A musculoskeletal injury profile of league tennis players in the northern eThekwini region
Benporath, Michael Craig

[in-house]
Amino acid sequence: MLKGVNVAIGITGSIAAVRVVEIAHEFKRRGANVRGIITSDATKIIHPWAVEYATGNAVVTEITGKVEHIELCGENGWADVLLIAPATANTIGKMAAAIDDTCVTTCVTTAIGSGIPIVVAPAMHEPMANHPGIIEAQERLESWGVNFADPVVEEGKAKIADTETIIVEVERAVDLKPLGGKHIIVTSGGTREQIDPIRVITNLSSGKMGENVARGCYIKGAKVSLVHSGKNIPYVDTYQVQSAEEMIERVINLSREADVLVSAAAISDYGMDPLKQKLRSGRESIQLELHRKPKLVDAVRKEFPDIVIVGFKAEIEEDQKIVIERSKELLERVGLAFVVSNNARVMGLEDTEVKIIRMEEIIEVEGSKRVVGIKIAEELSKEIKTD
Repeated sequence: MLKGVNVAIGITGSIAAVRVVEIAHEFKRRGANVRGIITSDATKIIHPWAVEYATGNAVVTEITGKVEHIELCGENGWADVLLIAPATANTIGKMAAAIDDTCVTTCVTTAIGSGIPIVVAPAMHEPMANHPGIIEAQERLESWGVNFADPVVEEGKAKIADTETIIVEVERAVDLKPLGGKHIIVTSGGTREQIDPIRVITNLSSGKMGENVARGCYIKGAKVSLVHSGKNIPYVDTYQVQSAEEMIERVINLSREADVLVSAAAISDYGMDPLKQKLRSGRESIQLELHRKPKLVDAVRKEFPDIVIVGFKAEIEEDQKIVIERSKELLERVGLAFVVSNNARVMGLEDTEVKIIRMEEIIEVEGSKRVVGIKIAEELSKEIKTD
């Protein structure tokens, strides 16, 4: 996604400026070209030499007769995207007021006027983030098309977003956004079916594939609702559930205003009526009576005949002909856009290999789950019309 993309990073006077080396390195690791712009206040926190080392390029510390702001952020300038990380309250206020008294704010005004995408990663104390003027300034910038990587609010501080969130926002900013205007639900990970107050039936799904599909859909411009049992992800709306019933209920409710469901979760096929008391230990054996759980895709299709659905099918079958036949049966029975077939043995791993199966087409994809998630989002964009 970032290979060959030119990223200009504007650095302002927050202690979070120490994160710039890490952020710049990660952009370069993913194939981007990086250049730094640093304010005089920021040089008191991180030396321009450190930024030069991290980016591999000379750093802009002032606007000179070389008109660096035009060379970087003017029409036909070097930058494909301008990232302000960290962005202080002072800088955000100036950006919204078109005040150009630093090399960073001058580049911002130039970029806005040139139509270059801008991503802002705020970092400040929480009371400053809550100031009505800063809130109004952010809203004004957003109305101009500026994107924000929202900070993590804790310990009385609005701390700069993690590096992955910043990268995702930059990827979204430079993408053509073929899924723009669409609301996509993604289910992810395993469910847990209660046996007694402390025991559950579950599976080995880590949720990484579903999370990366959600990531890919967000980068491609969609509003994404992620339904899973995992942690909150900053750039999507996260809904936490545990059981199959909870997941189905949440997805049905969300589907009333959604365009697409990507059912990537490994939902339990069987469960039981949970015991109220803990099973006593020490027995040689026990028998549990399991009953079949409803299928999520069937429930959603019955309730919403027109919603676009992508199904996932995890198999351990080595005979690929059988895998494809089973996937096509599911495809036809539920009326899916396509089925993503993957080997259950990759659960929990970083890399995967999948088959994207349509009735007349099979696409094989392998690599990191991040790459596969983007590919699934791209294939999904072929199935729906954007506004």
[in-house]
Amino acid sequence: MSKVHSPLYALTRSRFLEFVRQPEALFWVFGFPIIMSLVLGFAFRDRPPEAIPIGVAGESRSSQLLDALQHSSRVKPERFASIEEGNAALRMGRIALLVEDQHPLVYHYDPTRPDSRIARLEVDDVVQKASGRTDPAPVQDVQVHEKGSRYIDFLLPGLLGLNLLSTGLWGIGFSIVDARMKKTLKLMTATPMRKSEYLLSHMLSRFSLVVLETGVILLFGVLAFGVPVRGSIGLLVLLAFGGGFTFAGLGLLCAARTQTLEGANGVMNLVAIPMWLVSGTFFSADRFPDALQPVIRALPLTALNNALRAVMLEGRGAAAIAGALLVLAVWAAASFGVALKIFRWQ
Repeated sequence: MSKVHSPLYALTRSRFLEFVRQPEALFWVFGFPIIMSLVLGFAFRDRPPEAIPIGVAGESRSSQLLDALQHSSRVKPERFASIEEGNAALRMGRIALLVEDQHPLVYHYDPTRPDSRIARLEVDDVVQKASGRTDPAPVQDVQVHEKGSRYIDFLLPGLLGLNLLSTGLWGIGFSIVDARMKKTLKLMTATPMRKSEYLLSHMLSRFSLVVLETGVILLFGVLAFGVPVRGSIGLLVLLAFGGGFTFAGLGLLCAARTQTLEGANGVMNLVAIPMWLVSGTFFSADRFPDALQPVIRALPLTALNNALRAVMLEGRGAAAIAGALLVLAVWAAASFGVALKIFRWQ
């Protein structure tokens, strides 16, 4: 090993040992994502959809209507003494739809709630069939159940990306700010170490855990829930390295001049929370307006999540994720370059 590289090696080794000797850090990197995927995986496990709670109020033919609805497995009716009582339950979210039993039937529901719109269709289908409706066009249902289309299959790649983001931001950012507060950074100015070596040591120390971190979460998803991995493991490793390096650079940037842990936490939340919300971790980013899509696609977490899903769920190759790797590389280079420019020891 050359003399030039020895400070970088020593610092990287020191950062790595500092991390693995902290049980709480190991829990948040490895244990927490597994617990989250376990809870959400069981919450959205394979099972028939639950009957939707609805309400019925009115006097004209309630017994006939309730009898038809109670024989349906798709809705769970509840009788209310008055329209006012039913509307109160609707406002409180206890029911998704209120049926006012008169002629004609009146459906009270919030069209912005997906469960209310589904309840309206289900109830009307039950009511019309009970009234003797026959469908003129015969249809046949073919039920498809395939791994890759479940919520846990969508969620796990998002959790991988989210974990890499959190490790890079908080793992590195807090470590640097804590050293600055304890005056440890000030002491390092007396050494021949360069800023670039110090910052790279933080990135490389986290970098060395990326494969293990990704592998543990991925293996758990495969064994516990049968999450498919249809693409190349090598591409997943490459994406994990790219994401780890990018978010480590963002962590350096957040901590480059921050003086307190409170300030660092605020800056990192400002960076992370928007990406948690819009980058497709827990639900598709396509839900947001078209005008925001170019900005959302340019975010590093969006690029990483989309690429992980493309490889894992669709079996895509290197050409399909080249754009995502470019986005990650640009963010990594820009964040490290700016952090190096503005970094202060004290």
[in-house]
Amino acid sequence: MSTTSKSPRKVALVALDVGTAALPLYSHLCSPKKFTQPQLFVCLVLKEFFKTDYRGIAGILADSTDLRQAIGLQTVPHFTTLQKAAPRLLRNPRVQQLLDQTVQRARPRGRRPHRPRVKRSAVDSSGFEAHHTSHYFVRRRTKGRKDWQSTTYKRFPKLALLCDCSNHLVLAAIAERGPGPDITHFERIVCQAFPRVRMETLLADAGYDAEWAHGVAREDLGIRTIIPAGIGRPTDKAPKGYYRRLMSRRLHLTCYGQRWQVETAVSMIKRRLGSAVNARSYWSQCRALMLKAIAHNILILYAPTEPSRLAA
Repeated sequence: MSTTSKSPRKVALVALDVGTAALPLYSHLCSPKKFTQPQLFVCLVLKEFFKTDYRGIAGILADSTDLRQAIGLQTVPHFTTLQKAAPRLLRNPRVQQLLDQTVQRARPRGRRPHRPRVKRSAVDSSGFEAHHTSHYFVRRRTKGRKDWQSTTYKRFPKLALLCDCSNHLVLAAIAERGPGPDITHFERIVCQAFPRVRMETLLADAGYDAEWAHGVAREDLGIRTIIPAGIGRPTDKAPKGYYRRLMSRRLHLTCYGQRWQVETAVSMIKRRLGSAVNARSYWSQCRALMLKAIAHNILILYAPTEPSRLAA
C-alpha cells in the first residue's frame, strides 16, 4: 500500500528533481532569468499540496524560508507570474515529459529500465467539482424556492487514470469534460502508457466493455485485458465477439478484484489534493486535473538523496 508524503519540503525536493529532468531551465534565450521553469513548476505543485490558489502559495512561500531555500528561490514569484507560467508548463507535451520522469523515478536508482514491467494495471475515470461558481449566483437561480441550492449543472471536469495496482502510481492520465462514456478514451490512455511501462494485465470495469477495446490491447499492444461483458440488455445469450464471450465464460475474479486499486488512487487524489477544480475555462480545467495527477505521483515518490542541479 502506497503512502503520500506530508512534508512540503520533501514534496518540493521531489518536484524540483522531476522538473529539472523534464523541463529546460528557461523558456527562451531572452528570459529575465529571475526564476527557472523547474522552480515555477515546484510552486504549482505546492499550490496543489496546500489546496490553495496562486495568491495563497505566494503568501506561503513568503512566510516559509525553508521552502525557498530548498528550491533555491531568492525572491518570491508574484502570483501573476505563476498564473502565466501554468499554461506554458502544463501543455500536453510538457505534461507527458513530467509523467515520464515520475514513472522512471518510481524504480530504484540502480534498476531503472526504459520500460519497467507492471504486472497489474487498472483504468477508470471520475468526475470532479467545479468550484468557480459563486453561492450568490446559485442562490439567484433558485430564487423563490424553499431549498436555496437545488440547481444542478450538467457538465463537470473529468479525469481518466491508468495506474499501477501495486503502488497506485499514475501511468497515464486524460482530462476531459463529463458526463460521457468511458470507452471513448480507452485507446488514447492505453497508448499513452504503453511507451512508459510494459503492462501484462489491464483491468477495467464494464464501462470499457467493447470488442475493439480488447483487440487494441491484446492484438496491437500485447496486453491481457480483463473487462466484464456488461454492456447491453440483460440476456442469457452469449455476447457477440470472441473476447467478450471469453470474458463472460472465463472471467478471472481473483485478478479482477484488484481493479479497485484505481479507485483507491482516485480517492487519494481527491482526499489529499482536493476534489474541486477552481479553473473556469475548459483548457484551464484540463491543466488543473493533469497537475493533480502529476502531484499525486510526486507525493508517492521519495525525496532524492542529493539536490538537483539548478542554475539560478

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Background: Tennis is one of the most popular sports globally with over 75 million players around the world. Most studies have focused on junior or elite level players although the majority of players around the world are presumed to be recreational/non-professional players. To date, limited research is available pertaining to the epidemiology of tennis related musculoskeletal in non-professional league tennis players in South Africa. This study aimed to determine the profile of musculoskeletal injuries amongst league tennis players in the northern eThekwini region. Methods: This was a quantitative, cross-sectional, descriptive study utilizing a self-administered questionnaire, developed specifically for this research utilizing an expert group and pilot study. The questionnaire contained sections on demographics, tennis history, training and nutrition, court surface and equipment as well as a section on tennis related musculoskeletal injuries. Risk factors for injury were first tested using chi square tests in the case of categorical variables, and t-tests in the case of continuous variables. In order to assess the relationship between injury and potential risk factors for injury, a binary logistic regression using backward selection based on likelihood ratios was used. Odds ratios and 95% confidence intervals of the variables remaining in the model at the end were reported. A p value <0.05 was used to indicate statistical significance. Results: Eighty league tennis players responded giving a response rate of 70.16%. The period prevalence, and the point prevalence of tennis related musculoskeletal injury was 68.75% and 36.25% respectively. A predominance of injuries to the upper extremity were recorded (49%) compared to the lower extremity (27.5%) and the back and trunk (23.5%). The elbow was the most common anatomical site of injury (21.4%) followed by the shoulder (19.4%), the lumbar spine (17.3%) and the knee (8.2%). Age was considered to be a risk factor for injury (p=0.049) as older players in the study (49.32 (17.547) years of age) were less likely to contract an injury than younger players (48.38 (13.210) years of age). The likelihood of injury decreased with a higher Body Mass Index (p=0.042). The relationship between consumption of spirit alcohol and injury was significant (p=0.043). Ex-smokers had a higher chance of contracting an injury (p=0.013). It was also found that those who cycled weekly were less likely to contract an injury (p=0.040). Conclusion: The results concur with other studies on recreational/non-professional tennis players and add insight into risk factors predisposing this population to injury. Health care practitioners need to understand the risk factors for injury in this population so that players can be better managed. Using the results of the study, an injury prevention strategy such as a strength and conditioning program, needs to be implemented with the goal to reduce or prevent common injuries in this population of players.